By contrast, short-form opinion forums (across all media and public platforms) prioritize the contributor’s ideas and expertise. Communication skills still matter; obviously, one still needs to be able to express an idea clearly and compellingly, but since opinion forums favor expertise, academics, and nonprofit leaders have a strong competitive advantage. For this reason, we place a strategic emphasis on these forums.
Nevertheless, Public Voices fellows are free to weigh these strategic considerations and decide for themselves. Our curriculum is not about any particular platform – it’s about making more and better ideas happen, creating an environment where we can think more expansively, and using the best available research and methods to increase our ability to influence the planet. If we do our job, the lessons will be applicable not only to any media but to any realm of life.
When will fellows be expected to arrive and depart for the in-person convening in Charlotte, NC, on October 13, 2023?
During the in-person convening, fellows are expected to arrive in Charlotte, NC, by 2 pm on Thursday, October 12, 2023. The in-person convening will take place from 9 am - 5 pm (EST) on Friday, October 13, 2023.
Are there any other in-person opportunities for fellows to attend outside of the in-person convening?
Following the in-person convening, fellows have a unique opportunity to participate in the National Black Child Development Institute’s 52nd Annual Conference from Friday evening, October 13 to Sunday afternoon, October 15, 2023.
Do fellows receive in-person travel stipends?
Yes, fellows can receive need-based travel stipends. Travel stipends will cover room and board (hotel), transportation (flights, transfers, etc.), and cover meals (although most meals will be provided during the in-person convening and the conference) in Charlotte, NC.
Fellows are strongly encouraged to attend the NBCDI 52nd Annual Conference, and the travel stipend will cover full conference registration. The fellowship will provide need-based travel stipends to allow the fellows participating in their organizational and professional development to utilize those resources if available.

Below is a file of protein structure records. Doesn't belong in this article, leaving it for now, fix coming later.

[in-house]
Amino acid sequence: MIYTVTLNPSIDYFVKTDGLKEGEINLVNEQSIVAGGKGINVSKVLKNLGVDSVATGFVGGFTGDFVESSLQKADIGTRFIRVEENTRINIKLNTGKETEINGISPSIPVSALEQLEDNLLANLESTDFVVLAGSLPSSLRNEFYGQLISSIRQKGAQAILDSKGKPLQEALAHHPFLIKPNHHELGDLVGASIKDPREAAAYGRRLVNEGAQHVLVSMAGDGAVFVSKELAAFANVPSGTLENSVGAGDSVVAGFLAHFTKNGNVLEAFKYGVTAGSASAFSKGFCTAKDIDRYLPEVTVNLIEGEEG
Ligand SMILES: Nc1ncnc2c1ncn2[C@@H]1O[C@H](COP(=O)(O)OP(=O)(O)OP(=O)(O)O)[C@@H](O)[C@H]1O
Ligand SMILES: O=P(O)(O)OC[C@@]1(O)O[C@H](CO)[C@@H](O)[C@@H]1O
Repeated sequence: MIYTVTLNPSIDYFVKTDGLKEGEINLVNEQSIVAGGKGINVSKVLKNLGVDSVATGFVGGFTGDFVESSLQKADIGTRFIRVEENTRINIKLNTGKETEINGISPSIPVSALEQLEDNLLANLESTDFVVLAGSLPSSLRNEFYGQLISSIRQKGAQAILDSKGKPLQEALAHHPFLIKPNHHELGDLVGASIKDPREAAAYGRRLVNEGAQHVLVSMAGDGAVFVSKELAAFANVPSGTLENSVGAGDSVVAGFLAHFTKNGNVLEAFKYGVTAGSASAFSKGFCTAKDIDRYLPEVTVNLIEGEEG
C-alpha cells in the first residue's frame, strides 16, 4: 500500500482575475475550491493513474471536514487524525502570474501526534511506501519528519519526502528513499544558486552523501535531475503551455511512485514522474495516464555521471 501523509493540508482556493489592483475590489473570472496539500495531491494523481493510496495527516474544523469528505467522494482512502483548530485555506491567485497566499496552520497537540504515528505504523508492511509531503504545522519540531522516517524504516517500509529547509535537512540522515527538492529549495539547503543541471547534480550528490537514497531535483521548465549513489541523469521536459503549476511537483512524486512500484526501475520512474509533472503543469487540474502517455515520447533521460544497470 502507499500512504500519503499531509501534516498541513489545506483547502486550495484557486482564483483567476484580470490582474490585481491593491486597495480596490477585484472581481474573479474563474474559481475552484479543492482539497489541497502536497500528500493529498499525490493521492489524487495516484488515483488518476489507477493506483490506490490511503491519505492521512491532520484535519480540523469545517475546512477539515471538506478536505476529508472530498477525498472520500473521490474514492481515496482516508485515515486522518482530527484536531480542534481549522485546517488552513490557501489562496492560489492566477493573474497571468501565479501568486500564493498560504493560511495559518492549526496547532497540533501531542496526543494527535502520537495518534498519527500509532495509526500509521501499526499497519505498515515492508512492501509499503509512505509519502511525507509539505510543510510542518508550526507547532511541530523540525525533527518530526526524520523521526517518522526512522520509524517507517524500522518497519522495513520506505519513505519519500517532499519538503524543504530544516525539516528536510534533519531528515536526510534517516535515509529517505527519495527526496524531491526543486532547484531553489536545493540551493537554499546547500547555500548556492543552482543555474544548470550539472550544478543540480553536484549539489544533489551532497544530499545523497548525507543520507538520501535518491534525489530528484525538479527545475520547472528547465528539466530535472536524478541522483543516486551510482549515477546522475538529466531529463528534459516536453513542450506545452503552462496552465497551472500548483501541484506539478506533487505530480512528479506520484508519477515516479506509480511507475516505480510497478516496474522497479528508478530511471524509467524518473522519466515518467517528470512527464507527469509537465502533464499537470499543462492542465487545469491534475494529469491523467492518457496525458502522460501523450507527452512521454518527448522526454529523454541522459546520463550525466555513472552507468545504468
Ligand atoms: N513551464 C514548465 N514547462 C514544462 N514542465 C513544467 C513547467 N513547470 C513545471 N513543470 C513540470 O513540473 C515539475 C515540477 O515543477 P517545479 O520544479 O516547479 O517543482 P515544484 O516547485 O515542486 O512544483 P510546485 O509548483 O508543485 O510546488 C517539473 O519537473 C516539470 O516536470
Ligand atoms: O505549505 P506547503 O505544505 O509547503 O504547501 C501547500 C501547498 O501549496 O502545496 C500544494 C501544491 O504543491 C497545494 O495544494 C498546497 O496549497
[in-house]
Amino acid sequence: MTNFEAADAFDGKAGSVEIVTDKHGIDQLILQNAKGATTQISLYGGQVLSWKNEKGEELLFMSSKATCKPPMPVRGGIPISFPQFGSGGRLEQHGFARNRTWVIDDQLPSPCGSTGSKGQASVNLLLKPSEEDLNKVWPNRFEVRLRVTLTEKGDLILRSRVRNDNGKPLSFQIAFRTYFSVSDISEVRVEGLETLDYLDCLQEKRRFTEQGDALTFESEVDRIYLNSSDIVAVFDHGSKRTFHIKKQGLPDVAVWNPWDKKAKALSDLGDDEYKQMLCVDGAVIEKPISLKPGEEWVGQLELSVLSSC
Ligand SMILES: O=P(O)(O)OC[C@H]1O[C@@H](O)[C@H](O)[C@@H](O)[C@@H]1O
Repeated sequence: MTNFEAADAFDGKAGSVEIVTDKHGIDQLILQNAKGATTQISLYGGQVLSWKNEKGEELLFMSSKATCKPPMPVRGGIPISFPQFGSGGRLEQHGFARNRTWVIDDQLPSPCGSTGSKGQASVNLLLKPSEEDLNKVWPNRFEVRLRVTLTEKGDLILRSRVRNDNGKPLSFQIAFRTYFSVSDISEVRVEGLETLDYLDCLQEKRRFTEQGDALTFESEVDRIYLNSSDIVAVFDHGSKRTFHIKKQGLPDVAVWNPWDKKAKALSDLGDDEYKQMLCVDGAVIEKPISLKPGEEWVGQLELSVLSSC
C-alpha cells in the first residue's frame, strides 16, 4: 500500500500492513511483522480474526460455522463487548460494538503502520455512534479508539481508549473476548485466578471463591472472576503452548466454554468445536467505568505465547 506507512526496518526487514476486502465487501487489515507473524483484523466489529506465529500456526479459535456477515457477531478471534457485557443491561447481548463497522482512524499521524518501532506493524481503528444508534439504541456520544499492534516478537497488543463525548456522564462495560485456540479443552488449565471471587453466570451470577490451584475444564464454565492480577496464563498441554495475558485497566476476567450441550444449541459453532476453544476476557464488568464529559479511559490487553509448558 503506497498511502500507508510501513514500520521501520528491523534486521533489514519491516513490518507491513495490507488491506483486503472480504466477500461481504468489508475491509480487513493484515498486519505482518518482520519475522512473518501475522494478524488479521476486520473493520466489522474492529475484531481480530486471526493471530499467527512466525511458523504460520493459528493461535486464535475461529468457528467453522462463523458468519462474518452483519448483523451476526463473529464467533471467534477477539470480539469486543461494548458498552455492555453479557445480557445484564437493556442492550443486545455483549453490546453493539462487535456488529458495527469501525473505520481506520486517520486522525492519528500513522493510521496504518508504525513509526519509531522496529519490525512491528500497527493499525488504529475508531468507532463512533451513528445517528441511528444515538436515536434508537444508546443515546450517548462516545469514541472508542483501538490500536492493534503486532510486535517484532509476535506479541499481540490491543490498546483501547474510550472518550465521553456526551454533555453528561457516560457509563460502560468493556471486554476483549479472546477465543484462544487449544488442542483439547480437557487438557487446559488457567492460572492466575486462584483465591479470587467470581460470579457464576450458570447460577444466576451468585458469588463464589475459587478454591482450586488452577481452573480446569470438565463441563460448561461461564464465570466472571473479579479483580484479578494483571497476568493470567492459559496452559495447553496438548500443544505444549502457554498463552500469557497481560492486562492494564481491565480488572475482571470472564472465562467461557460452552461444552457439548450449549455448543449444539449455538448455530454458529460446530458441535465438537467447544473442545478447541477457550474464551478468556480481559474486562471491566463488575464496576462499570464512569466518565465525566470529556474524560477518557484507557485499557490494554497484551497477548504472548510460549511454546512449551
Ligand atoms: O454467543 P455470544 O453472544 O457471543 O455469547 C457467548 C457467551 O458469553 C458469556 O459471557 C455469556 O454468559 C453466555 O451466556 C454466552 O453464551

Why are fellows encouraged to attend the NBCDI Annual Conference?
We encourage fellows to attend NBCDI’s 52nd Annual Conference, taking place from Friday, October 13, to Sunday, October 15. The National Conference is the only convening of its kind in the United States that convenes educators, policymakers, elected officials, parents, childcare providers, and corporate leaders to focus on the unique challenges facing Black children and communities and highlight their success, resilience, assets, and strengths.
Attending NBCDI’s Annual Conference can benefit the writing process and awareness of issues needing a voice, thought leadership, and talented writers to start the conversation.
What if I have to miss a convening?
Attendance at all Public Voices Fellowship convenings is mandatory. Your commitment to attend all convenings in full is a condition of acceptance into the fellowship.
This fellowship is built around a social mission. Your presence is not just about what you will get out of this fellowship but what you will give. As a fellow, you are an important member of a small cohort chosen in part to contribute to each other’s experiences, and we will expect you to show up.
If an emergency arises, fellowship institutions may allow fellows to make up a session. In such cases, we encourage fellows to make up the missed convening, at no charge, by attending the corresponding fellowship convening at another participating Public Voices institution. Fellows (or their institutions) are required to cover their travel costs if the make-up convening is in person. In addition, The OpEd Project provides up to one make-up spot (per fellowship cohort) at any of our public programs at no charge, as relevant. Any additional fellows who wish to attend one of our public programs can register and pay or ask for a need-based scholarship. This is because our public programs run on a separate budget under our social justice revenue model. Every spot we give away eliminates a scholarship spot we can give to someone in need.
Please note it is highly unlikely that a fellow who misses the first convening will be allowed to proceed with the fellowship. Please contact the Managing Director of Fellowships at The OpEd Project to discuss any exceptional situations and how to proceed.